A total of 355 respondents (228 men, 127 women) returned a completed questionnaire (response rate 57.4%). Mistreatment was reported by 84.8% of respondents (n = 301). Verbal abuse was the most frequently experienced form of mistreatment (n = 256, 72.1%), followed by alcohol-associated harassment (n = 184, 51.8%). Among women, sexual harassment was also often reported (n = 74, 58.3%). Doctors were most often reported as abusers (n = 124, 34.9%), followed by patients (n = 77, 21.7%) and nurses (n = 61, 17.2%). Abuse was reported to have occurred most frequently during surgical rotations (n = 98, 27.6%), followed by rotations in departments of internal medicine (n = 76, 21.4%), emergency medicine (n = 41, 11.5%) and anaesthesia (n = 40, 11.3%). Very few respondents reported their experiences of abuse to superiors (n = 36, 12.0%). The most frequent emotional response to experiences of abuse was anger (n = 84, 41.4%).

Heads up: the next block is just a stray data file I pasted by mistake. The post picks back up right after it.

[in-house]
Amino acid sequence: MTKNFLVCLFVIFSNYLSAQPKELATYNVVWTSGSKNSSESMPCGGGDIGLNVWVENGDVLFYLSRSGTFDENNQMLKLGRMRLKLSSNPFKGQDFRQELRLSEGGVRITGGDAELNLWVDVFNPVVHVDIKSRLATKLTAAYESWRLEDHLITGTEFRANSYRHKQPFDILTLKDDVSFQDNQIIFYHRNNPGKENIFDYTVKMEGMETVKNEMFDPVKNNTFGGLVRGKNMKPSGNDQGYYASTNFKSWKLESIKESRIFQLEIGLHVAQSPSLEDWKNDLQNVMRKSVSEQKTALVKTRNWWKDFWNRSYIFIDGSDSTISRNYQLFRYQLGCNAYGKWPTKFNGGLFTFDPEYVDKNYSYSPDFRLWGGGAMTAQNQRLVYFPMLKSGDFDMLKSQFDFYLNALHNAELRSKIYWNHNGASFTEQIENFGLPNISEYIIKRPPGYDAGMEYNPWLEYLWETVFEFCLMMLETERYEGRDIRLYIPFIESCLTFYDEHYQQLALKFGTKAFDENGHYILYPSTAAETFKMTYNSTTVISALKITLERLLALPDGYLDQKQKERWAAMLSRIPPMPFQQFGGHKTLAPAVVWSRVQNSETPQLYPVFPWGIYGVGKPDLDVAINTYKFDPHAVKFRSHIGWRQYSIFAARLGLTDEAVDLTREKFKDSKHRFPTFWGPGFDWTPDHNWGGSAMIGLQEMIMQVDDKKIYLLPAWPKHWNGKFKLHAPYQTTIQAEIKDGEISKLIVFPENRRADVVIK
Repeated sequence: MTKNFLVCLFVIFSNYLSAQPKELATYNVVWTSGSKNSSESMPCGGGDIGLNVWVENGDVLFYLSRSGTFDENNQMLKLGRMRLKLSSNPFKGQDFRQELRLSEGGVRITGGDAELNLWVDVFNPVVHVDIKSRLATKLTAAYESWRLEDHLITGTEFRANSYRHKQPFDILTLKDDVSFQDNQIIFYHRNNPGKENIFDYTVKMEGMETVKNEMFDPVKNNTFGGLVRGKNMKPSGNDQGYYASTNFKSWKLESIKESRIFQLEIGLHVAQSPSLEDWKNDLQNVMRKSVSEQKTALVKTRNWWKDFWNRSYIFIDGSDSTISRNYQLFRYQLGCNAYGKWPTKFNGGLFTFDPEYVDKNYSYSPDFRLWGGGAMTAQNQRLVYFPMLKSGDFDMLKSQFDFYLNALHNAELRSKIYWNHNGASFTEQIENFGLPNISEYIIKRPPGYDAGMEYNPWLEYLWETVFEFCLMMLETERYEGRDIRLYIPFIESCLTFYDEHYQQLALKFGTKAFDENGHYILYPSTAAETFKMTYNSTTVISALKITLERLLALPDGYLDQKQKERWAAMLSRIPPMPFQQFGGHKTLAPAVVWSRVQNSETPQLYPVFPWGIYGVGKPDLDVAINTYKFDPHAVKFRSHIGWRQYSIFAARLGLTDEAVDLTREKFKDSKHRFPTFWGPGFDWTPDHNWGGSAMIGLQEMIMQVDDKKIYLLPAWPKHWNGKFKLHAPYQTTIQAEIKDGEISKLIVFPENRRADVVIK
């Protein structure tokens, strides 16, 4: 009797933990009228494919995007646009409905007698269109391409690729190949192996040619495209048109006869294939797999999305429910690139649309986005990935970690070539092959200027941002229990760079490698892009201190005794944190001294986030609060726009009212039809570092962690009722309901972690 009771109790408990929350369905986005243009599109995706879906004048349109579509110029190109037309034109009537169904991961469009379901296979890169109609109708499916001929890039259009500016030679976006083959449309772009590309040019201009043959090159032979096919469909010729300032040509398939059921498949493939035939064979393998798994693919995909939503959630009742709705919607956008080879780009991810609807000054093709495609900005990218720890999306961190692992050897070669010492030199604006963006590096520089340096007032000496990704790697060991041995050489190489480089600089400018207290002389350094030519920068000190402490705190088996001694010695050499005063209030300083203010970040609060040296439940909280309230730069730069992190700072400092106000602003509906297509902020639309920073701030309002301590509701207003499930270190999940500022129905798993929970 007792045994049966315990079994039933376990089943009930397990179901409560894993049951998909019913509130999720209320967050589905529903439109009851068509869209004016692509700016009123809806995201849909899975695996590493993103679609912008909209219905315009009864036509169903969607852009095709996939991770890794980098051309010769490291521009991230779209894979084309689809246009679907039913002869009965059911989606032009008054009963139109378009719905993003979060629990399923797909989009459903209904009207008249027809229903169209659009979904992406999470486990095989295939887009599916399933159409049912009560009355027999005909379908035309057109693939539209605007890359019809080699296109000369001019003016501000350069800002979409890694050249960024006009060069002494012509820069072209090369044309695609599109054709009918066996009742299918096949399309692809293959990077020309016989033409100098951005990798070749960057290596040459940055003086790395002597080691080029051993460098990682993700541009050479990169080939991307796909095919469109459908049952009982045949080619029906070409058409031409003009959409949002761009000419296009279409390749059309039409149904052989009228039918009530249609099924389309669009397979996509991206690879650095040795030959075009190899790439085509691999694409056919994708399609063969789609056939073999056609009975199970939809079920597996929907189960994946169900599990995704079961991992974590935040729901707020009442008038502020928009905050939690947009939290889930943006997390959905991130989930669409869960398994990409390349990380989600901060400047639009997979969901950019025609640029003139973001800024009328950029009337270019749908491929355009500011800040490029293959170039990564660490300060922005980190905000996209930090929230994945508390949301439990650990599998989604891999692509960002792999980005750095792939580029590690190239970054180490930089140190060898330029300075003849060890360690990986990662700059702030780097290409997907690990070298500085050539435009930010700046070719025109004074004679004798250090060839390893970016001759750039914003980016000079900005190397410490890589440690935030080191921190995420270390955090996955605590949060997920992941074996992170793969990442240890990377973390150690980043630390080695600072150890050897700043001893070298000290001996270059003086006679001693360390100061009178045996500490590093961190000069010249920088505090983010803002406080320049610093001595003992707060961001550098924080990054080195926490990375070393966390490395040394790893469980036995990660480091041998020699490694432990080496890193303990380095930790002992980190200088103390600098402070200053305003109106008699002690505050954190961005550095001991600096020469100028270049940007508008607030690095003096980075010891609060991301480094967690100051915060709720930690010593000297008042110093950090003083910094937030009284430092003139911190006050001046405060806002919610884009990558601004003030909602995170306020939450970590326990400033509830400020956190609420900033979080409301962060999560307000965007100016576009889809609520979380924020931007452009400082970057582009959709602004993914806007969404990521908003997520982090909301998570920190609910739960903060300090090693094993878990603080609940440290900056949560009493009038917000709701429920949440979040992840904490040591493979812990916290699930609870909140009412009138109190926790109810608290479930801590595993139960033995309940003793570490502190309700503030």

CONCLUSIONS

Mistreatment during residency is a universal phenomenon. Deliberation on the occurrence of this universally wrong tradition in medical culture will lead to the establishment of strong preventive methods against it. Current results indicate that alcohol-associated harassment during residency is a Japanese culture-specific problem and effective preventive measures against this are also urgently required.

Authors+Show Affiliations

Department of Clinical Research and Informatics, Research Institute, International Medical Center of Japan, Shinjuku-ku, Tokyo, Japan. skobayashi-fr@umin.ac.jpNo affiliation info availableNo affiliation info availableNo affiliation info available

Pub Type(s)